mysql-hibernate.hbm2ddl.auto=create-drop
3.5. Custom Conditions

If we don’t want to use any of the conditions available in Spring Boot, we can also define custom conditions by extending the SpringBootCondition class and overriding the getMatchOutcome() method.

Let’s create a condition called HibernateCondition for our additionalProperties() method that will verify whether a HibernateEntityManager class is present on the classpath:

static class HibernateCondition extends SpringBootCondition {

    private static String[] CLASS_NAMES
      = { "org.hibernate.ejb.HibernateEntityManager", 
          "org.hibernate.jpa.HibernateEntityManager" };

    @Override
    public ConditionOutcome getMatchOutcome(ConditionContext context, 
      AnnotatedTypeMetadata metadata) {
 
        ConditionMessage.Builder message
          = ConditionMessage.forCondition("Hibernate");
        return Arrays.stream(CLASS_NAMES)
          .filter(className -> ClassUtils.isPresent(className, context.getClassLoader()))
          .map(className -> ConditionOutcome
            .match(message.found("class")
            .items(Style.NORMAL, className)))
          .findAny()
          .orElseGet(() -> ConditionOutcome
            .noMatch(message.didNotFind("class", "classes")
            .items(Style.NORMAL, Arrays.asList(CLASS_NAMES))));
    }
}

Then we can add the condition to the additionalProperties() method:

@Conditional(HibernateCondition.class)
Properties additionalProperties() {
  //...
}
3.6. Application Conditions

We can also specify that the configuration can be loaded only inside/outside a web context, by adding the @ConditionalOnWebApplication or @ConditionalOnNotWebApplication annotation.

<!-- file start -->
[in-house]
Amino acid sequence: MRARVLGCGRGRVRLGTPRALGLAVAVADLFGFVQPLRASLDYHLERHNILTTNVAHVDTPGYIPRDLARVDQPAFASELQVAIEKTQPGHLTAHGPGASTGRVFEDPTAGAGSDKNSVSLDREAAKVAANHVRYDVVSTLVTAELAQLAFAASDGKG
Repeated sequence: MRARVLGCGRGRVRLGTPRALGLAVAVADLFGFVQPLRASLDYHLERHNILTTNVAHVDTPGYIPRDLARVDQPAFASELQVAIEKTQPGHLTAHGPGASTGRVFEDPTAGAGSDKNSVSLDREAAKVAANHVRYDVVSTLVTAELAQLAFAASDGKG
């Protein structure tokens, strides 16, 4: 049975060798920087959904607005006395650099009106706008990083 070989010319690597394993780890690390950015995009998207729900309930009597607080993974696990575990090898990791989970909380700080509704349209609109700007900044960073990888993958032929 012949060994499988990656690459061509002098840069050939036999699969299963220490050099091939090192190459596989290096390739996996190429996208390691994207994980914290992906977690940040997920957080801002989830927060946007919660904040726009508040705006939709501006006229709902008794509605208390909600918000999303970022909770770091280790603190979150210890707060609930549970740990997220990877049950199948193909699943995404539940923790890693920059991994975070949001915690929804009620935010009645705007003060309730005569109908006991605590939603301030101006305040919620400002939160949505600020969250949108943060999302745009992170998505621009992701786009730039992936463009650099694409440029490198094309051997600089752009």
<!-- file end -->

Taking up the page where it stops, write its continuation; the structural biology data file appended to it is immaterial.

4. Testing the Auto-Configuration

Let’s create a very simple example to test our auto-configuration. We will create an entity class called MyUser, and a MyUserRepository interface using Spring Data:

@Entity
public class MyUser {
    @Id
    private String email;

    // standard constructor, getters, setters
}
public interface MyUserRepository 
  extends JpaRepository<MyUser, String> { }

To enable auto-configuration, we can use one of the @SpringBootApplication or @EnableAutoConfiguration annotations:

@SpringBootApplication
public class AutoconfigurationApplication {
    public static void main(String[] args) {
        SpringApplication.run(AutoconfigurationApplication.class, args);
    }
}

Next, let’s write a JUnit test that saves a MyUser entity:

@RunWith(SpringJUnit4ClassRunner.class)
@SpringBootTest(
  classes = AutoconfigurationApplication.class)
@EnableJpaRepositories(
  basePackages = { "com.baeldung.autoconfiguration.example" })
public class AutoconfigurationTest {

    @Autowired
    private MyUserRepository userRepository;

    @Test
    public void whenSaveUser_thenOk() {
        MyUser user = new MyUser("user@email.com");
        userRepository.save(user);
    }
}

Since we have not defined our DataSource configuration, the application will use the auto-configuration we have created to connect to a MySQL database called myDb.

The connection string contains the createDatabaseIfNotExist=true property, so the database does not need to exist. However, the user mysqluser or the one specified through the mysql.user property if it is present, needs to be created.

We can check the application log to see that the MySQL data source is being used:

web - 2017-04-12 00:01:33,956 [main] INFO  o.s.j.d.DriverManagerDataSource - Loaded JDBC driver: com.mysql.cj.jdbc.Driver
5. Disabling Auto-Configuration Classes

If we wanted to exclude the auto-configuration from being loaded, we could add the @EnableAutoConfiguration annotation with exclude or excludeName attribute to a configuration class:

@Configuration
@EnableAutoConfiguration(
  exclude={MySQLAutoconfiguration.class})
public class AutoconfigurationApplication {
    //...
}